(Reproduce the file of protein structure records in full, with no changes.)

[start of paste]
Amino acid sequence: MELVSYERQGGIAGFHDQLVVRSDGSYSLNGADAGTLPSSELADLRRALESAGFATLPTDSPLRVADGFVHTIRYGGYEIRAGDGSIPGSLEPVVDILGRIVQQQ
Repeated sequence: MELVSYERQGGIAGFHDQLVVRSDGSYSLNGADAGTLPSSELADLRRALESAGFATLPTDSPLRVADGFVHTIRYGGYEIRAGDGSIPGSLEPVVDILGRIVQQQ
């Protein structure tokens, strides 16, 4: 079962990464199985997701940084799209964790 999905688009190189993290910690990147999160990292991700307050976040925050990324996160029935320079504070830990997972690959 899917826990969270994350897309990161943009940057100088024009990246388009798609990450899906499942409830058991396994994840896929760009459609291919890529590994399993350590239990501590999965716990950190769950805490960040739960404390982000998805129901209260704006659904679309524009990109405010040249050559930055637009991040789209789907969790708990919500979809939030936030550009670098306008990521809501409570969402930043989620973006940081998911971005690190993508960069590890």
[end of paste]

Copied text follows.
Amino acid sequence: MELVSYERQGGIAGFHDQLVVRSDGSYSLNGADAGTLPSSELADLRRALESAGFATLPTDSPLRVADGFVHTIRYGGYEIRAGDGSIPGSLEPVVDILGRIVQQQ
Repeated sequence: MELVSYERQGGIAGFHDQLVVRSDGSYSLNGADAGTLPSSELADLRRALESAGFATLPTDSPLRVADGFVHTIRYGGYEIRAGDGSIPGSLEPVVDILGRIVQQQ
């Protein structure tokens, strides 16, 4: 079962990464199985997701940084799209964790 999905688009190189993290910690990147999160990292991700307050976040925050990324996160029935320079504070830990997972690959 899917826990969270994350897309990161943009940057100088024009990246388009798609990450899906499942409830058991396994994840896929760009459609291919890529590994399993350590239990501590999965716990950190769950805490960040739960404390982000998805129901209260704006659904679309524009990109405010040249050559930055637009991040789209789907969790708990919500979809939030936030550009670098306008990521809501409570969402930043989620973006940081998911971005690190993508960069590890």